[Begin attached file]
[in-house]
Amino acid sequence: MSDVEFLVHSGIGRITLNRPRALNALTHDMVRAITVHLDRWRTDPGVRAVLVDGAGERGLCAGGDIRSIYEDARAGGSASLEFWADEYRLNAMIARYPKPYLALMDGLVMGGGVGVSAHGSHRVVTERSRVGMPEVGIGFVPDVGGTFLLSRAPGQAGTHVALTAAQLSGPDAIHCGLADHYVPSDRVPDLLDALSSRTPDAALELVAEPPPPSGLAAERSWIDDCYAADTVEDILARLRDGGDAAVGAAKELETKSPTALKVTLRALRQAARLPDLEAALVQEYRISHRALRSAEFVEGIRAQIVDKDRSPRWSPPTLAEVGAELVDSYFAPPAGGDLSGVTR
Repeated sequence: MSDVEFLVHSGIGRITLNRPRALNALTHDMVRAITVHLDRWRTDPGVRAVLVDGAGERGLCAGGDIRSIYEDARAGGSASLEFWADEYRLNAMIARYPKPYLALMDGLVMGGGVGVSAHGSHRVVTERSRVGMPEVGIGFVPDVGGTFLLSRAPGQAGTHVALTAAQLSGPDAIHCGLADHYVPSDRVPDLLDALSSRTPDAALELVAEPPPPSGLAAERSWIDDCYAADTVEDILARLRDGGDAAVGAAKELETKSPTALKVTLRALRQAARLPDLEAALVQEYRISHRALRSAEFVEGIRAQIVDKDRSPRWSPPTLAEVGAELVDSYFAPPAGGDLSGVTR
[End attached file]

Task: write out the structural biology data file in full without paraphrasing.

[in-house]
Amino acid sequence: MSDVEFLVHSGIGRITLNRPRALNALTHDMVRAITVHLDRWRTDPGVRAVLVDGAGERGLCAGGDIRSIYEDARAGGSASLEFWADEYRLNAMIARYPKPYLALMDGLVMGGGVGVSAHGSHRVVTERSRVGMPEVGIGFVPDVGGTFLLSRAPGQAGTHVALTAAQLSGPDAIHCGLADHYVPSDRVPDLLDALSSRTPDAALELVAEPPPPSGLAAERSWIDDCYAADTVEDILARLRDGGDAAVGAAKELETKSPTALKVTLRALRQAARLPDLEAALVQEYRISHRALRSAEFVEGIRAQIVDKDRSPRWSPPTLAEVGAELVDSYFAPPAGGDLSGVTR
Repeated sequence: MSDVEFLVHSGIGRITLNRPRALNALTHDMVRAITVHLDRWRTDPGVRAVLVDGAGERGLCAGGDIRSIYEDARAGGSASLEFWADEYRLNAMIARYPKPYLALMDGLVMGGGVGVSAHGSHRVVTERSRVGMPEVGIGFVPDVGGTFLLSRAPGQAGTHVALTAAQLSGPDAIHCGLADHYVPSDRVPDLLDALSSRTPDAALELVAEPPPPSGLAAERSWIDDCYAADTVEDILARLRDGGDAAVGAAKELETKSPTALKVTLRALRQAARLPDLEAALVQEYRISHRALRSAEFVEGIRAQIVDKDRSPRWSPPTLAEVGAELVDSYFAPPAGGDLSGVTR